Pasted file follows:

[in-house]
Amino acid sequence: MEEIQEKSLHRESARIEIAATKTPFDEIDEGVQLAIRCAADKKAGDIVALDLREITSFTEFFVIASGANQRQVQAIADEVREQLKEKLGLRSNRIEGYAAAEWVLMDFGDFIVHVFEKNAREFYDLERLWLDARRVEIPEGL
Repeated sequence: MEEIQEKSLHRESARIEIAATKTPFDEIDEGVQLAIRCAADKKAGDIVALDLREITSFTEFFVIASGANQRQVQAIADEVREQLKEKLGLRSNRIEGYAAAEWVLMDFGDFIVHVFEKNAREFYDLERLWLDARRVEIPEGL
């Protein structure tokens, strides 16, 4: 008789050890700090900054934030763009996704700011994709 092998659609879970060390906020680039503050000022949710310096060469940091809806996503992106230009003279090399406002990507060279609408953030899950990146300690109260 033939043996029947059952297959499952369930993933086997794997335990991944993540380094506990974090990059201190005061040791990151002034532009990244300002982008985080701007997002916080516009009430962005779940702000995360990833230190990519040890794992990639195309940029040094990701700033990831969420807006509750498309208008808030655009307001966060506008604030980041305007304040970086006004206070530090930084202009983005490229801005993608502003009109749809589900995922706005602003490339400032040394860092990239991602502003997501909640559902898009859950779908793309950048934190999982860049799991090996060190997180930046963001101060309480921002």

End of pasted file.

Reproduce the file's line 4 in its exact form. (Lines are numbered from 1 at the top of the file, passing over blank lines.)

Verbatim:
């Protein structure tokens, strides 16, 4: 008789050890700090900054934030763009996704700011994709 092998659609879970060390906020680039503050000022949710310096060469940091809806996503992106230009003279090399406002990507060279609408953030899950990146300690109260 033939043996029947059952297959499952369930993933086997794997335990991944993540380094506990974090990059201190005061040791990151002034532009990244300002982008985080701007997002916080516009009430962005779940702000995360990833230190990519040890794992990639195309940029040094990701700033990831969420807006509750498309208008808030655009307001966060506008604030980041305007304040970086006004206070530090930084202009983005490229801005993608502003009109749809589900995922706005602003490339400032040394860092990239991602502003997501909640559902898009859950779908793309950048934190999982860049799991090996060190997180930046963001101060309480921002």